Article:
The town of Onagawa in Miyagi Prefecture, Japan, suffered extreme damage from the earthquake and tsunami in March 2011, so much so that there wasn’t even enough flat land to build enough temporary housing for all the area’s survivors in the usual fashion.
The town allocated the space of a baseball diamond, which is not very much, and the office of architect Shigeru Ban maxed it out by designing a two and three story temporary housing complex out of shipping containers to house 189 families. Multi-story temporary housing did not previously exist in Japan, so it was a challenge to get everyone on board.
A shortage of skilled construction workers in the area also posed problems, as so much building was going on, and to minimize this the containers, built in China, arrived at the site preassembled with windows. For the same reason, storage units to furnish the spaces were designed to be simply stacked on top of each other.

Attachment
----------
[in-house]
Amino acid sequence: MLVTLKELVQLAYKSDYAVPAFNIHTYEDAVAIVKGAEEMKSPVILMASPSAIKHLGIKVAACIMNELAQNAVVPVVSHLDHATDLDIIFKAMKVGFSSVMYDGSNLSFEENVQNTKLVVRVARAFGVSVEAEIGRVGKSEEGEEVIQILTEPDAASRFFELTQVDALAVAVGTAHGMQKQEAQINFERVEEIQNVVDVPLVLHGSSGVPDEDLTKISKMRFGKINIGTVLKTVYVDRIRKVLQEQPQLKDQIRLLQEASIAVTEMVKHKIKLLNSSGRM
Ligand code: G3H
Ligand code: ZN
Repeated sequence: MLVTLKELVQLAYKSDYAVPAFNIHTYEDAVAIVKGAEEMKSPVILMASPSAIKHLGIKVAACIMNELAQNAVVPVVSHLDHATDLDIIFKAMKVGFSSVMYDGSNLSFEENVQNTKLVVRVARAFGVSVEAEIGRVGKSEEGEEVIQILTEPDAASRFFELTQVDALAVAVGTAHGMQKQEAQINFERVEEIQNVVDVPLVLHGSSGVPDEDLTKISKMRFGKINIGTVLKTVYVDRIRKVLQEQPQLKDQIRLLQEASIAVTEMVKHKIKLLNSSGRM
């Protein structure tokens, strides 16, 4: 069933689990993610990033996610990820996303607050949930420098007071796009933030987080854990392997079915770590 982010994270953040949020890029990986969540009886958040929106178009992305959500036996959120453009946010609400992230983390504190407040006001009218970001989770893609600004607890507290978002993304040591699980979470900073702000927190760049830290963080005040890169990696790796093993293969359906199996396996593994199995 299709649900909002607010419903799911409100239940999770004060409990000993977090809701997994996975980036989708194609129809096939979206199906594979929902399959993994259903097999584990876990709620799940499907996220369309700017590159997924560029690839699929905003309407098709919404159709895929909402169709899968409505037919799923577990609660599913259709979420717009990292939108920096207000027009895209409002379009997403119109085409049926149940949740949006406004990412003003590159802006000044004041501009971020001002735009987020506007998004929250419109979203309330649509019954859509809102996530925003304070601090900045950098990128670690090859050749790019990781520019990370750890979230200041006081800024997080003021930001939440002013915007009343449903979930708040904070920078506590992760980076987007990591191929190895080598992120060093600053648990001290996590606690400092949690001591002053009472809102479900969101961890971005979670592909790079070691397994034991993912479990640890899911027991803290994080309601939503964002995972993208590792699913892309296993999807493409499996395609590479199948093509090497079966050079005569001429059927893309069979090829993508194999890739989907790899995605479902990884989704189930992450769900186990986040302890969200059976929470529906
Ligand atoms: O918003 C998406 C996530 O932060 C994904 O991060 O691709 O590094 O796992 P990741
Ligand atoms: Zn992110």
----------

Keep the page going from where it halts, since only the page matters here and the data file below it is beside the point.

The attention to preserving and reforming social networks for the survivors is particularly striking:
In an ideal situation, people who were neighbors before the disaster would still live close to one another after moving to temporary housing. In reality, things don’t usually work out that way. We wanted to design the temporary housing in a way that would allow residents to easily form a new community. We included a meeting area, a workshop for children to read or study in, and a market where residents could do some basic shopping. – project manager Yasunori Hirano
The containers were stacked two and three stories high in a checkerboard style, leaving spaces between the containers, forming a fabric of indoor and outdoor rooms, greatly increasing the living space.
Please do check out more photos and read the full interview with Yasunori Hirano, the project manager, describing the project challenges and solutions on the World Architects website.
The children’s workshop was built with donations from painter Hiroshi Senju. The photos of the Field Trip Project on this page show the art displayed in the market funded by the musician Ryuichi Sakamoto.
Please see lots more photos from this part of the travelling exhibition on the official Field Trip Project website.
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